2 - Education… cont. II- FACULTY ANNUAL… cont. 2. d- Ethical Standards Graduates appreciate and gain the following ethics through the practice of the profession as well encourage, by advice and example, others to adhere to these standards: – Undertake only such work as they are competent to perform by virtue of their training and experience. – Will not deliberately misrepresent qualifications or abilities they do not possess at the expense of the employer, clients or colleagues. – Protect, to the fullest extent, the interests of their employers and provide protection for the public's welfare. – Shall, at all times, discourage exaggerated statements concerning any project for which they are a part. – Will not directly or indirectly use any information confidential or otherwise, which is adverse or detrimental to the interests of the employer or client. – – Will be cognizant of national and governmental statutes pertaining to the 20 practice of engineering in Egypt.
II- FACULTY ANNUAL… cont. 2 - Education… cont. 2. e- Benchmarking Statements All the following statements are the benchmarks which are common for all graduates from the five departments in the faculty and should be interpreted with reference to the specific discipline. . 1. Graduate has knowledge of mathematical methods essential to his discipline and can apply it. 2. Graduate has knowledge of the essential design methodologies related to the discipline. 3. Graduate has basic knowledge of the characteristics of commonly occurring engineering materials and components. 4. Graduate can design a system, component or process using routine design techniques as well as modify the design for an existing system to meet a specified requirement. 5. Graduate can manipulate, sort and present given data through a range of standard forms. 6. graduate can use scientific principles to produce routine solutions to familiar engineering problems. 7. Graduate can model and analyze routine engineering systems, processes and 21 products using scientific principles.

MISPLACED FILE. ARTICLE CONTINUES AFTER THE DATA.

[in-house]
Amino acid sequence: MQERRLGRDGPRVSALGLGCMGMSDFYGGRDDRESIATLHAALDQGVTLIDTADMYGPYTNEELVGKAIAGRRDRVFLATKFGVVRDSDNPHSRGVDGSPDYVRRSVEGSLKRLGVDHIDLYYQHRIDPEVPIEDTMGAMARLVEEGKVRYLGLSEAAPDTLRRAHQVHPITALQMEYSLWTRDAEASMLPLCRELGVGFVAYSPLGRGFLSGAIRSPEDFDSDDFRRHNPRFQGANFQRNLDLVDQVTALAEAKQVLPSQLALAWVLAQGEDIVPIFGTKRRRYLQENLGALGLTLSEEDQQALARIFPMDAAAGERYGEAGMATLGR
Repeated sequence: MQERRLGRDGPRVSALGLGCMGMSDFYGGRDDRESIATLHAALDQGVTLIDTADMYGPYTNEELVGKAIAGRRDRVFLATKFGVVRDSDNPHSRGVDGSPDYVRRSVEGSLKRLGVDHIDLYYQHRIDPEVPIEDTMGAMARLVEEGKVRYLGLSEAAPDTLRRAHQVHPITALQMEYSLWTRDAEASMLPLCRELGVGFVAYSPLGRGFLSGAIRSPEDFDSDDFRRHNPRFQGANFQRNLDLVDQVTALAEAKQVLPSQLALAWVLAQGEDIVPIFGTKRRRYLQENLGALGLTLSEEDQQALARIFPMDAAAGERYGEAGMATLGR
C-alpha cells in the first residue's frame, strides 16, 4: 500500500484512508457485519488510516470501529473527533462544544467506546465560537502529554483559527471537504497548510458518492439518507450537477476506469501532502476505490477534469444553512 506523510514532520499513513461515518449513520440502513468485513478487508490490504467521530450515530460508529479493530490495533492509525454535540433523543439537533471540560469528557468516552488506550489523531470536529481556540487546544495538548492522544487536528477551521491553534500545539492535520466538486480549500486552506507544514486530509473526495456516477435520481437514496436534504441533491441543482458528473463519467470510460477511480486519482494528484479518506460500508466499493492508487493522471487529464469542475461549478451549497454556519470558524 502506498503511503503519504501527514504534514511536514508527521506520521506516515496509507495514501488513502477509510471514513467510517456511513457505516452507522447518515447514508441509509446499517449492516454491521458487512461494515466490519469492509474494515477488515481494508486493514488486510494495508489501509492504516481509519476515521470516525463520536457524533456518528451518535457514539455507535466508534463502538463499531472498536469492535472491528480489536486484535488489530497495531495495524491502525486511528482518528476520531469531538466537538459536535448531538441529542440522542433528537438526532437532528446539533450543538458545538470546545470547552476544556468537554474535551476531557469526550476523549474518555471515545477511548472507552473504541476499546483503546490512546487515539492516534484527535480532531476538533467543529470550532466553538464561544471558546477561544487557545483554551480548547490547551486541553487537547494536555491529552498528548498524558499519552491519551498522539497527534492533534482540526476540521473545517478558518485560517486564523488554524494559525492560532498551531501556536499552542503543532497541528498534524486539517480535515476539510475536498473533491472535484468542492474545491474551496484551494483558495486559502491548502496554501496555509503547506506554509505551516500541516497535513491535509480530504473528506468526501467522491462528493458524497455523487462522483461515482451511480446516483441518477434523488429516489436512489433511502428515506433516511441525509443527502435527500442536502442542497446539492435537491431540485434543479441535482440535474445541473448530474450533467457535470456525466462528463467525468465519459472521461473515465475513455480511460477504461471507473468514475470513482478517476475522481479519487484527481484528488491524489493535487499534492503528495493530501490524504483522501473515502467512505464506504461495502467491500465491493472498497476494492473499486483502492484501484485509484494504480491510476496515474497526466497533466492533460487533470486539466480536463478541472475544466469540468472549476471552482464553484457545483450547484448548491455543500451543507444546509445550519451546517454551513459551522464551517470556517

II- FACULTY ANNUAL… cont. 2 - Education… cont. 2. e- Benchmarking Statements ( continued) 8. Graduate can conduct appropriate research, and undertake design and develop possible solutions. 9. Graduate can estimate errors/accuracy of measurement. 10. Graduate can integrate knowledge of mathematics, science, information technology, design, business context and engineering practice to solve routine problems. 11. Graduate has some experience of applying engineering techniques and develop a project plan, identifying the resource requirements and the time scale involved. 12. Graduate can develop a personal plan of work to meet a deadline and to identify the main external constraints. 13. Graduate can use computer based engineering tools to gather data, solve standard problems and display the results. 14. Graduate has basic familiarity with common IT tools such as a wordprocessor, spreadsheet, email, file transfer, and the web. 15. Graduate has a basic knowledge of management and business practices. 22
II- FACULTY ANNUAL… cont. 2 - Education… cont. 2. d- Benchmarking Statements ( continued) 16. Graduate is aware of the responsibilities of a professional engineer, and the ethical responsibilities of the engineer and also the impact of engineering practices in a global and social context. 17. Graduate has the ability to assess marketing needs and contributes to marketing strategies. 18. Graduate can identify the required cost, quality, safety, reliability, appearance, fitness for purpose and environmental impact of the outcome. 19. Graduate has, by virtue of his/her education training and experience to negotiate the necessary contractual arrangements with other stakeholders (client, subcontractors, suppliers etc). 20. Graduate has, by virtue of his/her education training and experience, to make a personal commitment to professional standards, recognizing obligations to society, the profession and the environment. He/She must comply with the relevant codes of conduct, manage and apply safe systems of work, carry out continuing professional development necessary to maintain and enhance competence in the area of practice and to act as a member in a team to finish a 23 project that needs the work of different disciplines.
2 - Education… cont. II- FACULTY ANNUAL… cont. 2. e- Reference Standards The strategic objectives of the Faculty, academic standards and the benchmarking outlined above are referred to the following : - The Quality Assurance Agency for higher Education, QAA in UK. - Competence and Commitment of the chartered engineer (UK- SPEC) - Faculty of engineering, Kansas State University - Institute of Chartered Engineers of Canada 24